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Bossiedokters & Bush Secrets

Bossiedokters & Bush Secrets

Ron Swilling ventures into Bushmanland, where the Nama’s ancient plant medicines and remedies are revealed. Meet the bossiedokters of the veld…

Photo2BossieDoktersI followed the two bossiedokters (bush doctors) through the Bushmanland veld that was liberally dotted with spiny devil’s claw plants. Quiver trees showed off their yellow flowers and two Black Eagles circled above the hills, searching for dassies. Perhaps they were just celebrating life.

We had arrived at Soverby, on the outskirts of Keimoes in the Northern Cape, to be told that our plant lesson would take place outdoors. “Into the veld,” the ‘bush doctors’ chorused as they shut the house door behind them.

The two sisters-in-law, Nella Finnies and Elsa Isaks, share an unwavering belief in plant medicine and the traditional Nama remedies passed down from their mothers, and their mothers’ mothers. Now Nella and Elsa are keeping the knowledge alive, and the remedies integral to the home and the culture.

As the day warmed, we searched the red Kalahari sand for earthy treasures. Besides looking for several medicinal plants, including kloudoring (devil’s claw) that I was told is used for “vroue en koue” (women and colds) and for almost everything else it would appear, we were also hoping to find some !nabas (Kalahari truffles), “lekker veldkos” (delicious veld food) to take home for supper.

“Keep a lookout for horned adders,” warned Nella, as we treaded carefully through the sand. “They blend very well into this environment.” Slowly we moved forward, identifying porcupine and bokkie tracks in the sand, swatting miggies that buzzed around our faces, and discovering hoodia, the plant well known for its appetite-suppressant properties. “And this is verkouebos [a bush to treat colds], said Elsa. “And this a slangneusbossie [snake-nosed bush]. Its leaves are used to clean out the system.”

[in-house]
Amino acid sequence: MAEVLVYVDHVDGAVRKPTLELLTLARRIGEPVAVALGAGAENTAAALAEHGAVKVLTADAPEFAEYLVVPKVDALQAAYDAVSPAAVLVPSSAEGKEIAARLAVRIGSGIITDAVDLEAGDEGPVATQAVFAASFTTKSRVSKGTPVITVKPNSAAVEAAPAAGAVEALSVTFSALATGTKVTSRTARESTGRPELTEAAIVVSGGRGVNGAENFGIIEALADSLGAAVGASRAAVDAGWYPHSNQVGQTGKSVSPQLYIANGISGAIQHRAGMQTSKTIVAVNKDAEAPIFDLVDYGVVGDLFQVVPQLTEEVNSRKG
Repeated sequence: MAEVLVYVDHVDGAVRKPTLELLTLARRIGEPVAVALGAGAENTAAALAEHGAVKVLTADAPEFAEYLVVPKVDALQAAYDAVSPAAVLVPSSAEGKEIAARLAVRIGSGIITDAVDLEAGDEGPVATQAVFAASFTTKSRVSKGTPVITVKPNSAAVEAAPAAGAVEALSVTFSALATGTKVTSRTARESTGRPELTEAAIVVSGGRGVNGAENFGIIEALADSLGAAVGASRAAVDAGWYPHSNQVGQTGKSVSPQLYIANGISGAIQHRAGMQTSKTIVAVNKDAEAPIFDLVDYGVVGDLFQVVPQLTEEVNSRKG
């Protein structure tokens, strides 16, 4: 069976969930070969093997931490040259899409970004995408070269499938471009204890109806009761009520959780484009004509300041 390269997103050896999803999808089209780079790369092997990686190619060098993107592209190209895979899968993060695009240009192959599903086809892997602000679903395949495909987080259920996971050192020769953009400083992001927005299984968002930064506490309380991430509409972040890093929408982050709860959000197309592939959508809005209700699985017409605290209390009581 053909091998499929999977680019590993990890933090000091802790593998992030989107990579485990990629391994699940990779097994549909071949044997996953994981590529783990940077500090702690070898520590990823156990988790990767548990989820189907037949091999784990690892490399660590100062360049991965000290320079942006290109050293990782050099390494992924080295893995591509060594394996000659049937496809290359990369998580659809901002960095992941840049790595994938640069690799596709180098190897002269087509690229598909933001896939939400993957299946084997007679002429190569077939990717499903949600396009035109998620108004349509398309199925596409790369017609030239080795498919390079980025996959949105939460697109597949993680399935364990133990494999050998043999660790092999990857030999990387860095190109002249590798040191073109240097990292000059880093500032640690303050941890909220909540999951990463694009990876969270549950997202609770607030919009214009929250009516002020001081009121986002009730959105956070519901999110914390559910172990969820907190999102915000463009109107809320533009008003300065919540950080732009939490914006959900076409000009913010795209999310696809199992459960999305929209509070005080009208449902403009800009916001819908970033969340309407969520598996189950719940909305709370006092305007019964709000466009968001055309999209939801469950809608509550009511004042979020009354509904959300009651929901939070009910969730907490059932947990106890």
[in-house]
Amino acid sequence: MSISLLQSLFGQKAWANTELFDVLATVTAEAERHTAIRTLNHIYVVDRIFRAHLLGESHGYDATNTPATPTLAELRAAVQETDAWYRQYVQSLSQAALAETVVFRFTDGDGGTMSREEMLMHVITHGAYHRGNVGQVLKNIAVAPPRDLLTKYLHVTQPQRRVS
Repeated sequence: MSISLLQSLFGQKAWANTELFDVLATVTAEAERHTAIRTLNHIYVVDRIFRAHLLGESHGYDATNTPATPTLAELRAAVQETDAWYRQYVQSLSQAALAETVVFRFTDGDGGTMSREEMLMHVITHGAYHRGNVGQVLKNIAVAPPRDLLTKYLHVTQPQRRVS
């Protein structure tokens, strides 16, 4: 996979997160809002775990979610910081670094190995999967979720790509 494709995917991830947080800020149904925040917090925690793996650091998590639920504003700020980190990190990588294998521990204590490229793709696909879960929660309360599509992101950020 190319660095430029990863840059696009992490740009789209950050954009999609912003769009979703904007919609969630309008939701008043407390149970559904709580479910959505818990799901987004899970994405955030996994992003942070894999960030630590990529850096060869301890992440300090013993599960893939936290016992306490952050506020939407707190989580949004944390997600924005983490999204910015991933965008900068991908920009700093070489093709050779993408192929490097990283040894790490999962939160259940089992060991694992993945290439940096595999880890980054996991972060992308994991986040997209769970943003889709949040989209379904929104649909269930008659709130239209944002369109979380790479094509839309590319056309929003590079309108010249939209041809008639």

But the morning seemed to revolve around devil’s claw, known as kamaqu (or gamaku, kamangu or kanako) in the local Nama language. This was ideal kamaqu territory and, although the thorny fruits look menacing and have a tendency to ferociously hook on to anything that comes into their path, their secondary tubers are harvested for medicine. “They are dug out, cut, dried and threaded through a wire or string and kept for when needed,” Nella told me. “Then they are ground into a fine powder, which is a medicine for nearly everything.”

Elsa told me how she had fallen off the back of a bakkie when she was a child and had suffered from all kinds of aches and illnesses throughout her life, including the usual ones like high blood pressure and heart problems. Although she receives medication from the clinic, she supplements it with plant medicine.

“It is this that has kept me healthy,” she stated. “I am 71 years old and have survived all my 11 brothers and sisters.” Elsa pointed out bushes and tracks in the sand, and excitedly added a piece of verkouebos to her plastic bag for later use.


My introduction to Nama remedies had begun a few days before in Riemvasmaak, with a well-known bossiedokter in the Gordonia district, as it is still called by many. Known as Mammietjie, Mevrou Damara picked plants from her garden and, once back in her living room, held them up one by one as she described their usage, also adding anecdotal cases studies about people they had helped.

I had been told beforehand that you had to finish all your work for the day before visiting Mammietjie. She enjoyed spinning a yarn so much you could end up staying for breakfast, lunch and supper. Indeed. Our extended medicinal plant lesson included a history lesson and a needlework display.